Concerning the Service of the Church” goes on to explain what the new Prayer Book provided.

“And … here is drawn out a Calendar…, which is plain and easy to understand; in which the reading of holy Scripture is so set forth (arranged), that all things shall be done in order, without breaking one piece from another.”

2.8 Appropriate to each Nation

Article 34 says,

“It is not necessary that Traditions and Ceremonies are the same in every place. They have always been different. They may be changed for different countries, times, and cultures, as long as nothing is ordained against God's Word. …

Every national Church has authority to ordain, change, and abolish, ceremonies of the Church which are ordained only by human authority, so that everything results in edifying.”

The Introduction called “Of Ceremonies”,  states that,

“… we think it convenient that every country should use such Ceremonies which they shall think best to the setting forth of God’s honour and glory, and to the bringing of the people to a most perfect and godly living, without error or superstition; and that they should put away other things, which from time to time they perceive to be most abused, as often happens with human ordinances in different ways in different countries.”

3.  The Book of Common Prayer

The Reformers placed all the ceremonies of the church in one Book so that everyone could use it in every place. They did not allow other services to be used. One reason they did this was to maintain purity of doctrine and practice.  The Prayer Book also became an important means of teaching the people true doctrine.  One of the reasons the Anglican church has been strong theologically is that it has a liturgy that is strong theologically. It also has a liturgy that all Anglicans have learnt. So the church has had a common theological tradition.  When the Prayer Book was first produced most people would not have been able to read nor would they have had a copy to read if they could. So they heard it read and remembered the words. You can read the book here)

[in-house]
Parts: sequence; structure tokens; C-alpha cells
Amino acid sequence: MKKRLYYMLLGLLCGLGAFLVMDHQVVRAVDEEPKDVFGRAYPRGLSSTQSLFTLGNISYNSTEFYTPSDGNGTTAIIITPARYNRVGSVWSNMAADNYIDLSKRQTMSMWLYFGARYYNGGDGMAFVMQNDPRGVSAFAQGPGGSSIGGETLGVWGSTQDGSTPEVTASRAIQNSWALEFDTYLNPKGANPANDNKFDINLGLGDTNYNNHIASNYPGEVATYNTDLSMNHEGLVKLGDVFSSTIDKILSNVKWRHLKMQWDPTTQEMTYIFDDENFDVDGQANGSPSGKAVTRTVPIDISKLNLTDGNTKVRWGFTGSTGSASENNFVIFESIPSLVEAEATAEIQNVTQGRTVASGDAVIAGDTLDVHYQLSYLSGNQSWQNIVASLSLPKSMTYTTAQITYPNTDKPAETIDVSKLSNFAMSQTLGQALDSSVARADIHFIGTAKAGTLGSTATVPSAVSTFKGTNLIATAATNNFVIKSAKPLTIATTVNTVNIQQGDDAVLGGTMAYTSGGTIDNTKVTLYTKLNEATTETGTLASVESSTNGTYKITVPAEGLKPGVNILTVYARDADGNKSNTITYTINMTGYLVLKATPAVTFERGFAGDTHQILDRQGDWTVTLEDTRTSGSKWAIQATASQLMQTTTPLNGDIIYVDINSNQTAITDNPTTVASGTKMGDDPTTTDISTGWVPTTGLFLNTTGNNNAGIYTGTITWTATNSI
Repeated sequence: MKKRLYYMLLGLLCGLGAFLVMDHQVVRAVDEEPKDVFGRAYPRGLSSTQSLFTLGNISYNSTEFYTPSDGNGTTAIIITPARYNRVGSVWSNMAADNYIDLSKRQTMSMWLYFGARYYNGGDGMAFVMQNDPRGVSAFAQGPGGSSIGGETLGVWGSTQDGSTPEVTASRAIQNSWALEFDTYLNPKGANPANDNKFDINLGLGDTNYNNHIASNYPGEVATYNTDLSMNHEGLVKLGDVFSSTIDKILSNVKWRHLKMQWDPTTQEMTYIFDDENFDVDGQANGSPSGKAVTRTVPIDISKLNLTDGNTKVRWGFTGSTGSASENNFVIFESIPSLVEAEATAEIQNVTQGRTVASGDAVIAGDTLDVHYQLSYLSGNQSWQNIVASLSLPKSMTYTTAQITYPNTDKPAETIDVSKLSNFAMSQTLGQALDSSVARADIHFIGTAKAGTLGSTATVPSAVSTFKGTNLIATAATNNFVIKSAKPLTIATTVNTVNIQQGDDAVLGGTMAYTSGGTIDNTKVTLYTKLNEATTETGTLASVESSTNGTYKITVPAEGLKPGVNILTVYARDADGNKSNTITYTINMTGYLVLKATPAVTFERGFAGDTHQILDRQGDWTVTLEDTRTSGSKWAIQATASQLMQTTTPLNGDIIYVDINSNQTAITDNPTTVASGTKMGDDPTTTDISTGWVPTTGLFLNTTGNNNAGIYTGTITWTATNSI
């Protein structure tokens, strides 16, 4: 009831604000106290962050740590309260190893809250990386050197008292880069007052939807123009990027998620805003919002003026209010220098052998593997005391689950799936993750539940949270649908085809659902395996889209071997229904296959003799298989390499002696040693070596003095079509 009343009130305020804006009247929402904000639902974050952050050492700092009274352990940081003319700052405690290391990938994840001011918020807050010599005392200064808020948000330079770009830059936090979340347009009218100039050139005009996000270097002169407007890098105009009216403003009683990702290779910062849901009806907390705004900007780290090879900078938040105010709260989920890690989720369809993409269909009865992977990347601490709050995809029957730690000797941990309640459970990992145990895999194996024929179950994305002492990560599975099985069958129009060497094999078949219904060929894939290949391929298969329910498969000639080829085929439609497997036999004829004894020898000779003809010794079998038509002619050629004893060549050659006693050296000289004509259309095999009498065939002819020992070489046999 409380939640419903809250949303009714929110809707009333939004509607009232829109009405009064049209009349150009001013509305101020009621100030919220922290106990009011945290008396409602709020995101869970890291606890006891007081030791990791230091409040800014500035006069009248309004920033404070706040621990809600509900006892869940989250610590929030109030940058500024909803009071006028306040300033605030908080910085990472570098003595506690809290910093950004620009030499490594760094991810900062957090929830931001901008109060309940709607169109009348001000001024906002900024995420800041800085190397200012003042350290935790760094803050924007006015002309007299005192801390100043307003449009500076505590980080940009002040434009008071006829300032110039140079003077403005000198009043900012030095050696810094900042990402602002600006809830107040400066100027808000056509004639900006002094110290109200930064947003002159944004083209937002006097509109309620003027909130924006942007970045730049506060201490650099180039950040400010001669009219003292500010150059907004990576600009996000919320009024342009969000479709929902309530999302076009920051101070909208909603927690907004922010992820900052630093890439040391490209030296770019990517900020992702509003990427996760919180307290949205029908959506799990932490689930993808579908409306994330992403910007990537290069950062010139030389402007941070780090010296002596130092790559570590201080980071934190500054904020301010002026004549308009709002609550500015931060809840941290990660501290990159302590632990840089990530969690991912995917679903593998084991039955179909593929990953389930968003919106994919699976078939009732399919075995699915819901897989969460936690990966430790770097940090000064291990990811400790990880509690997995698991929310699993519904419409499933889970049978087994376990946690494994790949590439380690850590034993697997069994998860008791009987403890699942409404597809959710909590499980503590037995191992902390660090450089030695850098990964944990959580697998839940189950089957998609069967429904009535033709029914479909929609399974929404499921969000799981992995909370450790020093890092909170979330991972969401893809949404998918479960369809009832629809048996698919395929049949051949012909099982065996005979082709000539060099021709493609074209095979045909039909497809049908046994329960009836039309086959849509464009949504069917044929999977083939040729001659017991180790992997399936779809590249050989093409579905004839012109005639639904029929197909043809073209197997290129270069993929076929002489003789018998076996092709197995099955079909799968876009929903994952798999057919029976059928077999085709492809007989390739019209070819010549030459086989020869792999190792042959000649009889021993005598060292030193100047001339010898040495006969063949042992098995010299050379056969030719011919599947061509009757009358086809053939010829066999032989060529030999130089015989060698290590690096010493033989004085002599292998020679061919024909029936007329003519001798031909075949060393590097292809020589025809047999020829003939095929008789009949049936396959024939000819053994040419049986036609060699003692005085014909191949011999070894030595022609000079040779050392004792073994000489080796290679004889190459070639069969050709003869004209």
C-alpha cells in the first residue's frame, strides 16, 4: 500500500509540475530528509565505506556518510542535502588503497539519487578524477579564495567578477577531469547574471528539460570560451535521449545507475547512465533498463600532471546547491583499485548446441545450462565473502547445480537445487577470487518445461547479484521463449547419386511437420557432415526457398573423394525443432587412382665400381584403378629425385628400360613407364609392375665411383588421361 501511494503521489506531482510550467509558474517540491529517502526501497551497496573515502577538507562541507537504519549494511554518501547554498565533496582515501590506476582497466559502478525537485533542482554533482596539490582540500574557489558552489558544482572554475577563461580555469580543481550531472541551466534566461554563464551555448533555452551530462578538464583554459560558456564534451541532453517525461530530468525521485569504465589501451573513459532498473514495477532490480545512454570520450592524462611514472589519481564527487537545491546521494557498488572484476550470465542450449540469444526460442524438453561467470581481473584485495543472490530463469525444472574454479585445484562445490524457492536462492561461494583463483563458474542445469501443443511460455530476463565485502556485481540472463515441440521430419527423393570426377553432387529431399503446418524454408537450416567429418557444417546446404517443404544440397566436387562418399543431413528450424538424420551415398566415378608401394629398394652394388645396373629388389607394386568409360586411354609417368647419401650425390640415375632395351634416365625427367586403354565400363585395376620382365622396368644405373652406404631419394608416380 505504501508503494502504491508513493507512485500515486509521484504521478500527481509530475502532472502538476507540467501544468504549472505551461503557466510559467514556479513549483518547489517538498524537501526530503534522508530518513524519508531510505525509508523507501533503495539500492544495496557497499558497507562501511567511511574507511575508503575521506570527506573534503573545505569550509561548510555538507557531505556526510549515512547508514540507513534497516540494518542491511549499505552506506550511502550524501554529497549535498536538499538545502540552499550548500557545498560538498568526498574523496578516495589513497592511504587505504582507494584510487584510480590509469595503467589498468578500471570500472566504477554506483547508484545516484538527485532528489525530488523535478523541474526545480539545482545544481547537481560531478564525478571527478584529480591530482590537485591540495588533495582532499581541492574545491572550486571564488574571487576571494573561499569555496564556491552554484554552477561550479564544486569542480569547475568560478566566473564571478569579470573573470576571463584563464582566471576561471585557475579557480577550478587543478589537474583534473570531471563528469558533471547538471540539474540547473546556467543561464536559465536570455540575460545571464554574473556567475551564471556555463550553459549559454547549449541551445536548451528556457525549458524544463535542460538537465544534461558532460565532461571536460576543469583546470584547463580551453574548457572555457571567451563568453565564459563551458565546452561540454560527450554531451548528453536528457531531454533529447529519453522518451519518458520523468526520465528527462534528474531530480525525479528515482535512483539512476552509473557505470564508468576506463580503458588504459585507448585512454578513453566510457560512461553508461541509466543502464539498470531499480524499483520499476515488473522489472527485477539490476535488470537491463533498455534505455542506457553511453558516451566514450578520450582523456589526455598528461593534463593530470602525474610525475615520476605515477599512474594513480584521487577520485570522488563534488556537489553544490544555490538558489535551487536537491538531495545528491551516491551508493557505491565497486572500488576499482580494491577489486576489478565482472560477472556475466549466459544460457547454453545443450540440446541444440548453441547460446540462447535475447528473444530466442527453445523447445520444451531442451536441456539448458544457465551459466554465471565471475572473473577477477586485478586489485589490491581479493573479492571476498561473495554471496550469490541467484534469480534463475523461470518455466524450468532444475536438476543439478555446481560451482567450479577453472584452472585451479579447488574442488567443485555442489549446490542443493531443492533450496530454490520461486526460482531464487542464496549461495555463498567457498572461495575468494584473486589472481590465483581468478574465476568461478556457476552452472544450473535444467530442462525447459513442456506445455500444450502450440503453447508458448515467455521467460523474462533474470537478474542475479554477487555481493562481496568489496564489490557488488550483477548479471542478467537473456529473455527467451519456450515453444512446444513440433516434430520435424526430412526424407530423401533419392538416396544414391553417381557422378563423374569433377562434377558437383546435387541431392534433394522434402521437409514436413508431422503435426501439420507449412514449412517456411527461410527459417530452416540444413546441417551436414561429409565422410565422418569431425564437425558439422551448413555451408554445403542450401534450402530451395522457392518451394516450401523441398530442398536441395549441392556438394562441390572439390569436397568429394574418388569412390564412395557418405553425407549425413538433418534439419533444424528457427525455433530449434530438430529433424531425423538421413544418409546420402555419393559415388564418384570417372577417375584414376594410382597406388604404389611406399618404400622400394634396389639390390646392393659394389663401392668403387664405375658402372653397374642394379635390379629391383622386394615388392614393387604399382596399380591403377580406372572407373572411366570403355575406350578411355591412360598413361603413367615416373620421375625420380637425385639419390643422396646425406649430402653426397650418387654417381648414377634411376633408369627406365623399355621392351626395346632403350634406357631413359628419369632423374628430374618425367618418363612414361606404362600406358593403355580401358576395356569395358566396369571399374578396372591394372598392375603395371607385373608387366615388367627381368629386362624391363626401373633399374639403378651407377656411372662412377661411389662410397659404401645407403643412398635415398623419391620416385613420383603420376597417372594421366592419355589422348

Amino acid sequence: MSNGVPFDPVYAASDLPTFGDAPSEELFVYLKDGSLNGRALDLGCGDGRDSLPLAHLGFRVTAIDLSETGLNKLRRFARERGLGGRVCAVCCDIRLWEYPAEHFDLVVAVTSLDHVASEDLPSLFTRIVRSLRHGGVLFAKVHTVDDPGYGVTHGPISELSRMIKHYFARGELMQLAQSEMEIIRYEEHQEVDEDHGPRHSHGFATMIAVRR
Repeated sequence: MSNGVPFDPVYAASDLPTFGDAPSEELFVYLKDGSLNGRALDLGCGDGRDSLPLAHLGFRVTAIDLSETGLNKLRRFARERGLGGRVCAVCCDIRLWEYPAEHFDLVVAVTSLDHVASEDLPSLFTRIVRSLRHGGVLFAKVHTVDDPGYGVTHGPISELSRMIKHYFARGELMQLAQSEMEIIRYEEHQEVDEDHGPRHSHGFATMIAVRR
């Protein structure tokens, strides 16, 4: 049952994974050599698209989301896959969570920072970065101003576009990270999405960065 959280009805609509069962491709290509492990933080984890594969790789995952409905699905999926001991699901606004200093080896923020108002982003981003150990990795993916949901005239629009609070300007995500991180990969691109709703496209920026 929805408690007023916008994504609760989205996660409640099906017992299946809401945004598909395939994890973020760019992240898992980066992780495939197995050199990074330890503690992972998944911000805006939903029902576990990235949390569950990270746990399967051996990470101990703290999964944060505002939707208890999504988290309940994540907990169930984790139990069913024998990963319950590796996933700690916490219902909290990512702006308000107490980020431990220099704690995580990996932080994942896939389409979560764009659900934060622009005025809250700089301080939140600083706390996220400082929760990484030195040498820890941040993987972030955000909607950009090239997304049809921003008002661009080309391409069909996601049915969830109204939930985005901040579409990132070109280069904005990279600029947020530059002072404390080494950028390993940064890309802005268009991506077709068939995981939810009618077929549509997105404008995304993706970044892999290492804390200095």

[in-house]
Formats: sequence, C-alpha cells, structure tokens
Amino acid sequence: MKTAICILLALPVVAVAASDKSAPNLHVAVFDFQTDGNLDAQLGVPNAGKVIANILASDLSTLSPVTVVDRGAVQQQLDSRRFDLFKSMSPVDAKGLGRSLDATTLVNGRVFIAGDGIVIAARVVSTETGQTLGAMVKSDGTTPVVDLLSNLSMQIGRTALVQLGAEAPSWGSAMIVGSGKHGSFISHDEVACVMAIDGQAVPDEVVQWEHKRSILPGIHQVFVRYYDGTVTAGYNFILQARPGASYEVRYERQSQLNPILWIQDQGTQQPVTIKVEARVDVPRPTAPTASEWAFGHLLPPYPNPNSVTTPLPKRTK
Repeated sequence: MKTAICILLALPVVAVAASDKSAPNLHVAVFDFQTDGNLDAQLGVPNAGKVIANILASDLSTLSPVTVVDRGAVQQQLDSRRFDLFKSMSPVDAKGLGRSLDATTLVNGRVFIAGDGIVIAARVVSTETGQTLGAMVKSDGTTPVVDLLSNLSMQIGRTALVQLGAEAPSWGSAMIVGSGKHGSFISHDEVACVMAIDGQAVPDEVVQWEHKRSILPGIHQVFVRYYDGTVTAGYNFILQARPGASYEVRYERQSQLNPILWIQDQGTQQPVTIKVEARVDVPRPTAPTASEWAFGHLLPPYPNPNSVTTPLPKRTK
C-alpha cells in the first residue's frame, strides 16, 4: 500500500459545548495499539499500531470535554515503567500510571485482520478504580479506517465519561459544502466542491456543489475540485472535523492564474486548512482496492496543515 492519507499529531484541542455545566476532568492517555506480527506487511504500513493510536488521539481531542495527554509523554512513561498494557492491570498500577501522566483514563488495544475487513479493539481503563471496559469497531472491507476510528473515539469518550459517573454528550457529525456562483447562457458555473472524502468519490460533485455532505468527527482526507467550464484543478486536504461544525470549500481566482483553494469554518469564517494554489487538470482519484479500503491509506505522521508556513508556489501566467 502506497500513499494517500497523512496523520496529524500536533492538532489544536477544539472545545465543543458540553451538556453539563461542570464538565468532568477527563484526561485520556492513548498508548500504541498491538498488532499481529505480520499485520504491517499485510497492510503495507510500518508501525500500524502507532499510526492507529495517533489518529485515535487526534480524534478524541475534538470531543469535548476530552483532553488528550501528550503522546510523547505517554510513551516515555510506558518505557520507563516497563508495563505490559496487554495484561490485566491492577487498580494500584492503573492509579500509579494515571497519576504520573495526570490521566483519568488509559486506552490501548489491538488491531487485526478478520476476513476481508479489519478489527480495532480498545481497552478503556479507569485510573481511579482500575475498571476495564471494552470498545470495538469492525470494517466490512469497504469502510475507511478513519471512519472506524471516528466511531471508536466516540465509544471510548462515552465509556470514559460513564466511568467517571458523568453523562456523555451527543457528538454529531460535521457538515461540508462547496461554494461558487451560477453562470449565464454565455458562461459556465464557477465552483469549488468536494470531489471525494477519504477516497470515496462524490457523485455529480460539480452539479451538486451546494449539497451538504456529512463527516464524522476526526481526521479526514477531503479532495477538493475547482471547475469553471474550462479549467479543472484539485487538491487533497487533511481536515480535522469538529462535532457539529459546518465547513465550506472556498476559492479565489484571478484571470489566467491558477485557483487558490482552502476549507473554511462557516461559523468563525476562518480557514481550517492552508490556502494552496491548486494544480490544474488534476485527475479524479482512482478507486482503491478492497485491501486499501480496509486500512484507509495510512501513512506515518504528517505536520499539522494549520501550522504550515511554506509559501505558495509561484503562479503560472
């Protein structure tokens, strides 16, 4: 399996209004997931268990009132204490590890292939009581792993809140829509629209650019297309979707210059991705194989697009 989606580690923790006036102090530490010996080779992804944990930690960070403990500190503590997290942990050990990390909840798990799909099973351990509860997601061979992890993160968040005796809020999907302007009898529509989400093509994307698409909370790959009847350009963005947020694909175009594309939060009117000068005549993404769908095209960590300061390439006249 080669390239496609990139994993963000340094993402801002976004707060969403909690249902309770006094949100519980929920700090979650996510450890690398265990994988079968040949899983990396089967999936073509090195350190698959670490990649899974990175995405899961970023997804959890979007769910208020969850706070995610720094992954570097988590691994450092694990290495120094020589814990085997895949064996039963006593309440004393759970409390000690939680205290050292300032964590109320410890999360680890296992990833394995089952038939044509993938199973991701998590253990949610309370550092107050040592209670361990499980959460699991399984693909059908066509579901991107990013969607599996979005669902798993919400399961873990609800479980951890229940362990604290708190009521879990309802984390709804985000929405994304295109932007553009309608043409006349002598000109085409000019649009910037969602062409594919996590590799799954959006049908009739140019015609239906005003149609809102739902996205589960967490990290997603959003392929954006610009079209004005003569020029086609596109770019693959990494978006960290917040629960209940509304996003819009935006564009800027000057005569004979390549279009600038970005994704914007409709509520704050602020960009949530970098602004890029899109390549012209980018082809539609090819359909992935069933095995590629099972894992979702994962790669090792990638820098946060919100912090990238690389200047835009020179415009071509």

3.1 Modern Revisions of the Liturgy

The Prayer for Palm Sunday

Almighty and everlasting God,

who in your tender love towards mankind

sent you Son

our Saviour Jesus Christ

to take upon him our flesh

and to suffer death upon the cross

that all should follow the example of his great humility:

mercifully grant that we may both follow the example of his patience,

and also be made partakers of his resurrection;

through Jesus Christ our Lord

The liturgy is the words and ceremonies which the church uses to conduct its services.  There has been a lot of revision to the liturgies in the last 40 years.  Some of these changes have been good. Now there are many English versions of the services, such as the Alternative Services Book of 1980 and the Book of Common Worship (2000) published by the Church of England, or An Australian Prayer Book (1978), and A Prayer Book for Australia (1995). Each national church has revised its liturgy, and in each Diocese the Bishop has authorised the liturgy for that Diocese.

3.2  The structure of Prayer Book Services

Most of the services in the Book of Common Prayer are revisions of earlier services. When Thomas Cranmer and others revised them they  arranged them according to a theological understanding of the nature and purpose of the service.

For example the Service for the Burial of the Dead of 1552 omitted many things from the earlier services (including the Mass) and made many changes to the order. The reason for the changes was so that the focus was no longer on the dead person and their passage through purgatory. Instead the service was meant to give comfort to the living. The service was a wonderful expression of confidence in the resurrection, and the direct passing of the dead person into the presence of the Lord. It gave expression to the belief in salvation by grace through the death of Jesus and the rejection of the idea of purgatory.

The Service of Holy Communion

Many changes were made by the Reformers to the old Mass services. The Prayer Book of 1552 made further changes to the Book of 1549, bringing it in line with the theology of the Reformation. When Elizabeth came to the Throne in 1559 she restored the 1552 Book with only one change to the Communion service, which was to add the words of administration from 1549 to the words of 1552. The 1662 service was the same as 1552 with a number of small changes.

The Communion Service of the Book of Common Prayer is carefully structured. (You can read the Service here)